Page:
October 16, 2013//
Meet Tracy Xie '99. Her bachelor's degree from UTSA prepared her for jobs in banking, financial services and insurance. And, for seven years, she has been running a Chinese restaurant.
A lot of young Roadrunners come into our restaurant, and we all get along because we're part of that UTSA family.”
– Tracy Xie
When you open the door of China Bistro, you are greeted by her father, who gives you a big wave and a smile, or by Tracy, who says ,"Welcome! Welcome!" and after only one visit calls you by name and shakes your hand or gives you a big hug.
"My first goal was to be a chief financial officer for a big company, but I went a bit smaller," said Tracy. "But, our hands are full, and its a family affair."
She says her bachelor's degree in business administration and finance laid a good foundation and gave her the knowledge and skills that paved the way to entrepreneurship. Coincidentally, her husband, Keng Xie, also is a UTSA alum. He earned his M.S. degree in computer science in 2001 and is now a defense contractor.
Tracy and her parents came from a city near Hong Kong to the United States in 1991. Her husband had come to the States in 1988, and they met here and were married in 1997. They have a 12-year-old daughter, Kelsey, a nine-year old daughter, Venice, and a four-year-old son, Dylan Bo. Since going into business, several close friends who are like family, an uncle and a cousin have come from China to work with her at the restaurant and help with raising the children.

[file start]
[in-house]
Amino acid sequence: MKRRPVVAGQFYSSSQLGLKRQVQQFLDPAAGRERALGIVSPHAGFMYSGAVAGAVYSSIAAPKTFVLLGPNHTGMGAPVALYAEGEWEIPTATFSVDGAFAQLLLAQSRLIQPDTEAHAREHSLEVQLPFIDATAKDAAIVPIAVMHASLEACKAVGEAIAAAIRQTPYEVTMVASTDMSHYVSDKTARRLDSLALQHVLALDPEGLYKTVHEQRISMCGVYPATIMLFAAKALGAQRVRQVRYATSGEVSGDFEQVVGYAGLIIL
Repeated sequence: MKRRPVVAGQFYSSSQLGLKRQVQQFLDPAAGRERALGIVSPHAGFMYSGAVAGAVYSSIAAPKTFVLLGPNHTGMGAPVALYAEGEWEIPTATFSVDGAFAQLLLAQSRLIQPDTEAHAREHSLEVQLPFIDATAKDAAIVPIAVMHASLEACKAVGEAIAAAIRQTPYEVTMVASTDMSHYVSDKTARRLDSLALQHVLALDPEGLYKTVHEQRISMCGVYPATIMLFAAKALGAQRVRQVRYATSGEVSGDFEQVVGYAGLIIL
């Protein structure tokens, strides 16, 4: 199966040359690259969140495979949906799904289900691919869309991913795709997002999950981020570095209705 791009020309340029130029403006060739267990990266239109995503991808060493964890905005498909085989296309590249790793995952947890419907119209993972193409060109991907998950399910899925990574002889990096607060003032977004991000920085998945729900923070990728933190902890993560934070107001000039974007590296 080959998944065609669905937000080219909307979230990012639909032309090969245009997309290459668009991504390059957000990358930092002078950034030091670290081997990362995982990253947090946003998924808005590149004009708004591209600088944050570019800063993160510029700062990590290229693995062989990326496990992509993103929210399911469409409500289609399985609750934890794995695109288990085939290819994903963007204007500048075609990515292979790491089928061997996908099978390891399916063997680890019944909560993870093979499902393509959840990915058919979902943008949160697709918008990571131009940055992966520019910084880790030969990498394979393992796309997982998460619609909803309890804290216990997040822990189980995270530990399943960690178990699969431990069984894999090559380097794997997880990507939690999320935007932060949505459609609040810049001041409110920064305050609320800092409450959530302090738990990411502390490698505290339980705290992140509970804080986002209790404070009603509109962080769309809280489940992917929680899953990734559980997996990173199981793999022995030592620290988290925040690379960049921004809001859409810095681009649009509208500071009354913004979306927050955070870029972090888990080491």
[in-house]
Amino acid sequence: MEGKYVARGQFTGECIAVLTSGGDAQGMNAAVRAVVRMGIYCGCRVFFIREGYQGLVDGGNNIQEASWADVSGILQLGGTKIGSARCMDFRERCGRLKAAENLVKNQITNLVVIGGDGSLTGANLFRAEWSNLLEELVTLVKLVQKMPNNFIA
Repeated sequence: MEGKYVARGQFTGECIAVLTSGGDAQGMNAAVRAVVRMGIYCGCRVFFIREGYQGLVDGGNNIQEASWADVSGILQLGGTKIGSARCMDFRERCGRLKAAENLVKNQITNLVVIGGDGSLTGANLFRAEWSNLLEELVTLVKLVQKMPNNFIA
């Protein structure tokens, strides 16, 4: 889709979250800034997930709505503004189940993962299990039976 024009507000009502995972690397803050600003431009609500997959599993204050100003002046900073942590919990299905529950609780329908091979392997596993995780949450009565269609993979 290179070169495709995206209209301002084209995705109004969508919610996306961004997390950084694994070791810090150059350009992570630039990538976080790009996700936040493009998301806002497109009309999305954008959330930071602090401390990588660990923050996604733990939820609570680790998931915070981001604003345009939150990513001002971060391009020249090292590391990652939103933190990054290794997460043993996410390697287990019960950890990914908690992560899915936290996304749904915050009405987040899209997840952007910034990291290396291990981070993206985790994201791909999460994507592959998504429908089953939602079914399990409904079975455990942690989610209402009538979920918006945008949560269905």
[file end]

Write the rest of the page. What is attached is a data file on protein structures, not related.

Already in operation, they bought the restaurant on Babcock Road, south of the Prue Road intersection, more than seven years ago and further developed the business. When the economy went downhill in 2008, they managed to hold on. The bigger challenge came in 2010-2011, when road improvements on Babcock periodically blocked an entrance to the small shopping center and reduced traffic on the street. A bakery, a Mexican restaurant and a doctor's office came and went, but China Bistro remained.
"We love our loyal customers who got us through it," Xie said. "A lot of young Roadrunners come into our restaurant, and we all get along because were part of that UTSA family. We hope our three children will go to UTSA, too, to carry on a family tradition."
China Bistro has a great takeout business. Sometimes there are some empty tables, but generally the phone rings off the hook with orders. And, customers don't just leave with full stomachs or bags of tasty Chinese food. They also are taking out good will and a big smile.
Do you know someone at UTSA who is achieving great things? Email us at firstname.lastname@example.org so we might consider your submission for an upcoming installment of Meet a Roadrunner.